Category Archives: Albums

‘Further Off The Record’ album

You might call this my Greatest Hits album, if I’d ever had any hits. It does include the four tracks released so far as singles, though, and most of the tracks are remixed and/or remastered. In fact, these are all songs that have attracted airplay in the UK and/or US, been requested at live events, or had significant numbers of plays where streamed or available in various video and audio formats. And anyway, I like ’em! Available from Apple Music, Spotify, iTunes etc. 

All lyrics by David A. Harley; all music also by me except for ‘Here Tomorrow’, for which the music was written by Don MacLeod. All tracks recorded at Wheal Alice Music except where otherwise noted. All vocals and instruments (guitars, keyboards, bouzouki, banjo, mountain dulcimer) by David A. Harley unless otherwise noted below.

‘Carpentry’ is essentially the tune I wrote for my setting of ‘The Carpenter’s Son’ by A.E. Housman. The lyric to ‘Thomas Anderson’ was based on a 1970s article by the late Ron Nurse for Shrewsbury Folk Club magazine. ‘Long Stand’ and ‘Hands of the Craftsman’ were written for the 1981 revue ‘Nice…if you can get it’. Tracks 1, 2 and 20 were recorded at Hallmark, W1, 5, 10 and 18 at Centre Sound in Camden Town, all in the early 80s.

  1. Heatwave in the City (London 1983) – Piano by James Bolam. No, not that James Bolam.
  2. One Step Away (From the Blues). 2nd acoustic guitar by Don MacLeod, and acoustic 12-string guitar by Bob Theil.
  3. Let Me Lie Easy
  4. Carpentry II
  5. Ten Percent Blues
  6. How to say Goodbye
  7. Same Old Same Old
  8. Thomas Anderson
  9. Paper City
  10. Long Stand
  11. Diane (Going Out)
  12. Wrekin (The Marches Line)
  13. Song of Chivalry
  14. Cornish Ghosts
  15. Coasting
  16. Two is a Silence
  17. Sea Fret
  18. Hands of the Craftsman
  19. Her Own Way Down
  20. Here Tomorrow – Acoustic guitar and piano by Don MacLeod. Percussion by Richard Davy. Additional vocals by Lyn (Anna) Thompson.

New album – Kitsch and Canoodle

Available, as ever, on Bandcamp.

Kitsch and Canoodle

David A. Harley

Songs of love, lust and obsession. Come to think of it, that probably accounts for my entire output.

All vocals and instruments by David A. Harley. Words and music for all songs by David A. Harley except ‘Quirks and Crotchets’, for which Alan Doyle wrote the tune, and ‘Back in the Day’, for which Alison Pittaway wrote the lyrics. Cover photograph by Jude Harley.

  1. Let Me Lie Easy
  2. A Rainy Day Blues
  3. Please
  4. Quirks and Crotchets (Doyle-Harley)
  5. This Guitar Just Plays The Blues 2021
  6. Her Own Way Down
  7. Back In The Day (Pittaway-Harley)
  8. This End of the 1960s
  9. Can’t Sleep
  10. Never Look Back
  11. New Ends and Sad Beginnings
  12. Two Is A Silence
  13. The Jailer
  14. What Do I Do?
  15. Song Without Warning

Wheal Alice Music WAM21-11

New album – Cold Iron

Yes, I know it’s not a good sales strategy to put out so many albums so close together, but I’m trying to get this stuff out there, and not really expecting to make my fortune at this time of my life.

All music by David A. Harley. The author of the 18th century lyric to ‘They Hang The Man’ is unknown, and the words to ‘Nowhere to Nowhere’ were written by Alison Pittaway. Piano on ‘London 1983’ by James Bolam. All vocals and other instruments by David A. Harley.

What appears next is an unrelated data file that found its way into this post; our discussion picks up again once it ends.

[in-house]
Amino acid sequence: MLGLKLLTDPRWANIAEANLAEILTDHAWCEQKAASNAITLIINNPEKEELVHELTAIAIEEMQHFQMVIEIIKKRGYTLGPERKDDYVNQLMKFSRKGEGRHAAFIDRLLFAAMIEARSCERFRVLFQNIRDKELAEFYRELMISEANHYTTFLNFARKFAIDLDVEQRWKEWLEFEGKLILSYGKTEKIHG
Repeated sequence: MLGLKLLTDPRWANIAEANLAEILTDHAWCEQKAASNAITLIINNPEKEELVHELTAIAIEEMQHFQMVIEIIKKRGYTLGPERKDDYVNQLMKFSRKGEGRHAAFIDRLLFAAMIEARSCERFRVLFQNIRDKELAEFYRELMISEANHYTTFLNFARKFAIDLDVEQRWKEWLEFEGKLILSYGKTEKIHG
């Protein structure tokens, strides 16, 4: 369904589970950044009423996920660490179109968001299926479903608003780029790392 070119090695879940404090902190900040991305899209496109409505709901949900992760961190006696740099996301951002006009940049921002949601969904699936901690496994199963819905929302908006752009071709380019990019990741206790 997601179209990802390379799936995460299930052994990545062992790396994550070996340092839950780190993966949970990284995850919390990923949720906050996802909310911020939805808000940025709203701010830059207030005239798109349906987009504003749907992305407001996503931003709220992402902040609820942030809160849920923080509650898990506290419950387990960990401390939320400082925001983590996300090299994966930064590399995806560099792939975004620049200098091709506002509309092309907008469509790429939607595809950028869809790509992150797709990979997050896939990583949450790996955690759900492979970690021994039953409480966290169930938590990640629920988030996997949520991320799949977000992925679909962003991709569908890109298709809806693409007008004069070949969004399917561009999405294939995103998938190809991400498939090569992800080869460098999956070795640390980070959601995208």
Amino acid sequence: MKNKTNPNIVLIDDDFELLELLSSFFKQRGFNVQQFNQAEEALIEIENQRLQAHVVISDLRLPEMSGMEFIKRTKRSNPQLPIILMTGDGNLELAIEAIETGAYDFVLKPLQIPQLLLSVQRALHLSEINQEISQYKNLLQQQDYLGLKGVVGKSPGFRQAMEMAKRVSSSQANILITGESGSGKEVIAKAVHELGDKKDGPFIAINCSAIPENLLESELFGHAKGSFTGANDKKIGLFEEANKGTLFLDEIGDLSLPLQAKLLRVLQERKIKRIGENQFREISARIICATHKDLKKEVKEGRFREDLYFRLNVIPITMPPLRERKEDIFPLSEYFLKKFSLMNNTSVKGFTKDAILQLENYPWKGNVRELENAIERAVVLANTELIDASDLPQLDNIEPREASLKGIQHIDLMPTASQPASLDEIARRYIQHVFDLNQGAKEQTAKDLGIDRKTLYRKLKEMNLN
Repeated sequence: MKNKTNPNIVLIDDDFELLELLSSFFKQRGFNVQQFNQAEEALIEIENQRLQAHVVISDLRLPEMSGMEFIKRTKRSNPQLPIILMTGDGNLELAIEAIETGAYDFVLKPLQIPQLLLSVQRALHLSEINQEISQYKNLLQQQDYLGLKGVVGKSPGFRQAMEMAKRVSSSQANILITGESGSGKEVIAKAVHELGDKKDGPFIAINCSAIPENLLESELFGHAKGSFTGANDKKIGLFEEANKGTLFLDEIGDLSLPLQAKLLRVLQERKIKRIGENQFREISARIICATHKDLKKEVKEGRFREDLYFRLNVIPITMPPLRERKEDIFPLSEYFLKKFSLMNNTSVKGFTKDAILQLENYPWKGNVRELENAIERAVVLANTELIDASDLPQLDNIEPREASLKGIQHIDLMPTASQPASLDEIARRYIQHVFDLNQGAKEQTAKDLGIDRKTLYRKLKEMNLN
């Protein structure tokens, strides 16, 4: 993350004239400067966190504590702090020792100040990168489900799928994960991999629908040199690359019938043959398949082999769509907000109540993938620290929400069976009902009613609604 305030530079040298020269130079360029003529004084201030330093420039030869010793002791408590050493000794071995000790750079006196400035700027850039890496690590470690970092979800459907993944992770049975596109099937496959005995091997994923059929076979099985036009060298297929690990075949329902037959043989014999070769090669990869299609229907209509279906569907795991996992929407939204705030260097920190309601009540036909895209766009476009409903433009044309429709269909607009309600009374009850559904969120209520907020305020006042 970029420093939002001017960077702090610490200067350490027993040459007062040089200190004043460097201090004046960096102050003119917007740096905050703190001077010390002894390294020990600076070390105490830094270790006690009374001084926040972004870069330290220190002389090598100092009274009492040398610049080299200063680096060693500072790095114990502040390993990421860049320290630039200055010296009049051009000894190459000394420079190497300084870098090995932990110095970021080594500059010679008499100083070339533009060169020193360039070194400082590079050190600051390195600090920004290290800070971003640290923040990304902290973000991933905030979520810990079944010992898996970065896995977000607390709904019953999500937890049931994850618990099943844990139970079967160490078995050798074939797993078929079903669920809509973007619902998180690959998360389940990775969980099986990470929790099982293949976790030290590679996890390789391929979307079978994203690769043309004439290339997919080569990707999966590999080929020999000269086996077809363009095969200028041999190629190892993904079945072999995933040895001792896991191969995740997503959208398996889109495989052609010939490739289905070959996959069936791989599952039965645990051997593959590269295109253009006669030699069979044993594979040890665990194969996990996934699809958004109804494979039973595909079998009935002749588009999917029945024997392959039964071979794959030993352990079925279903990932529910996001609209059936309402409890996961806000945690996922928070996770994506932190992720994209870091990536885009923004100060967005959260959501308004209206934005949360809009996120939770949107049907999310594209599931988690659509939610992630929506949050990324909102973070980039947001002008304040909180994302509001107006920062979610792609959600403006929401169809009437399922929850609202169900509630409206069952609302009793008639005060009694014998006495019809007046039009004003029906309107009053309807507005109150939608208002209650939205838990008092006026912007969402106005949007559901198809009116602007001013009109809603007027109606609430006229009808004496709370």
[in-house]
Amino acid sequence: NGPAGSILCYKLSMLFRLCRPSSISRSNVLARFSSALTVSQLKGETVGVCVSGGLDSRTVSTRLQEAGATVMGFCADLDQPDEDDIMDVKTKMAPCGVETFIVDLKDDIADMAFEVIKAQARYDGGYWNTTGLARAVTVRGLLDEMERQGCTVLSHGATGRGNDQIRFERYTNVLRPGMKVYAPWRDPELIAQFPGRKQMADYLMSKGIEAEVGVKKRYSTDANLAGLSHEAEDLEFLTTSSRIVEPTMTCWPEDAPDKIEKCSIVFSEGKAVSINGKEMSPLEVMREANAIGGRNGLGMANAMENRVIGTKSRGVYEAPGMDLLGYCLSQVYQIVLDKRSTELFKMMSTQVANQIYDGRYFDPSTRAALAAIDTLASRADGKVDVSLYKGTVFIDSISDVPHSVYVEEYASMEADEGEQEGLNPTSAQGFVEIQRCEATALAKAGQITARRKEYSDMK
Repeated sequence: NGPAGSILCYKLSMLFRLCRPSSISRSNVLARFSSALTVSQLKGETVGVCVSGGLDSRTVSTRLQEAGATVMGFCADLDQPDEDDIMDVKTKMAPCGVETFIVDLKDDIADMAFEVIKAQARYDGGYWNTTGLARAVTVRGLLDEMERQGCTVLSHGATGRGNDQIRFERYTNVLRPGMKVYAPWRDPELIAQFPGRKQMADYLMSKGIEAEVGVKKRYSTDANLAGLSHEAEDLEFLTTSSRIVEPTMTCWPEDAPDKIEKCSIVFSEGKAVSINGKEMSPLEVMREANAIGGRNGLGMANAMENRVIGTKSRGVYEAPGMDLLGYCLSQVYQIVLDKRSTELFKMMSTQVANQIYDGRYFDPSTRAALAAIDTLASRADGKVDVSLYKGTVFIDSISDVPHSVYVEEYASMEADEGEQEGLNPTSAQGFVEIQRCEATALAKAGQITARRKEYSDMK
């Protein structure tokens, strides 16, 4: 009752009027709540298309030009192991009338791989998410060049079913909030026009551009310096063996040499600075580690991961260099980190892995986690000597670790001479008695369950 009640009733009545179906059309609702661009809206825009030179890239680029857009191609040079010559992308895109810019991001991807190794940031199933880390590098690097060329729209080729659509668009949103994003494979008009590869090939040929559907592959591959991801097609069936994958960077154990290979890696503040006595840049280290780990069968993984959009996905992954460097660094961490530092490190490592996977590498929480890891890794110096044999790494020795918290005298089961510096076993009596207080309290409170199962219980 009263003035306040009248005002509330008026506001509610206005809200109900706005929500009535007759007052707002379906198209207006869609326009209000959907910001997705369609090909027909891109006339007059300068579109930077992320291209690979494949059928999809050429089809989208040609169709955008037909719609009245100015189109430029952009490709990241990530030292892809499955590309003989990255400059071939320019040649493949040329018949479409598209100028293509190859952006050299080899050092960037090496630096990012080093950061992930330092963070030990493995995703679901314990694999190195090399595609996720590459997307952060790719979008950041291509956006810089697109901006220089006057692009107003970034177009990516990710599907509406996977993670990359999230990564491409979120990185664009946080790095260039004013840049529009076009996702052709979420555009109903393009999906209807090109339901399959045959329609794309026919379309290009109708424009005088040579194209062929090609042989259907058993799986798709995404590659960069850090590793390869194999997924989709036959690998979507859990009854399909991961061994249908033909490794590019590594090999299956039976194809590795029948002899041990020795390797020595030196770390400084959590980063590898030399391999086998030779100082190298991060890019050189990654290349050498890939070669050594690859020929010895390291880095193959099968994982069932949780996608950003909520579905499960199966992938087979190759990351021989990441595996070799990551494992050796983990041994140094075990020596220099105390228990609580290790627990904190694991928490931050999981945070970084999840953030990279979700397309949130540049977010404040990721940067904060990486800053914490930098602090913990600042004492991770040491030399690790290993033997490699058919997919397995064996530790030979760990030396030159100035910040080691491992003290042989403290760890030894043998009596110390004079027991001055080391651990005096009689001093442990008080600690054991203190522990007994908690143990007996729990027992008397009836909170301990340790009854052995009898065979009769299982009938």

All rights reserved.

Here’s the album: Cold Iron

And here’s the track ‘For Phil Ochs’ which is in a way the foundation stone of the album:

Anyway, here are what would be the sleeve notes if I was releasing it as a physical album.

I suppose you could say that all songs are ‘social comment’ – I don’t care for the term ‘protest’ since I associate it with the 1960s phenomenon of well-fed pop singers whining about plastic people and how awful everything is – but I’ve always leaned towards songs that weren’t exclusively about ‘my girl friend left me’.. Still, I never felt I had to distinguish between ‘love songs’ – perhaps we should say songs about people and their relationships – and songs with a wider topical resonance. If a song demands to be written, I don’t take no notice because it’s in the ‘wrong’ genre or context.

Still, I had some difficulty in placing a couple of the songs in this collection because they’re ‘folkier’ – OK, acapella – than most of my output. So I finally went for an album of songs that fit together because they’re more about social comment and less about personal relationships (fictional and otherwise). That doesn’t, of course, mean they don’t fit into other contexts. Some have already been released on other albums, and others are likely to be in the future.

The album’s title comes from a poem by Kipling, though his conclusion in that poem, and indeed his politics in general, often diverge from my own convictions. On the other hand, I think he would have agreed with the relationship between iron as a foundation of weaponry and iron as a symbol or element of the supernatural.

Gold is for the mistress — silver for the maid —
Copper for the craftsman cunning at his trade.
“Good!” said the Baron, sitting in his hall,
“But Iron — Cold Iron — is master of them all.”

And here’s the tracklist.

  1. London 1983 (Harley) 06:28
  2. They Hang The Man (Anonymous-Harley) 01:43
  3. Song of Chivalry II (Harley) 03:58
  4. Nowhere To Nowhere (Pittaway-Harley) 02:11
  5. Soldier (You Come, You Go) (Harley) 01:06
  6. Long Stand (Harley) 03:00
  7. Orpheus and his Loot (Harley) 01:51
  8. For Phil Ochs (Harley) 05:35
  9. Calvary (Soldier of Fortune) (Harley) 01:30
  10. Paper City (Harley) 05:25
  11. Hands of the Craftsman (Harley) 05:35
  12. Jerry Jingalo (Harley) 01:06
  13. Circle (Harley) 08:14
  14. Diane (Going Out) (Harley) 05:19
  15. Paper Tiger (Harley) 02:37

 

David Harley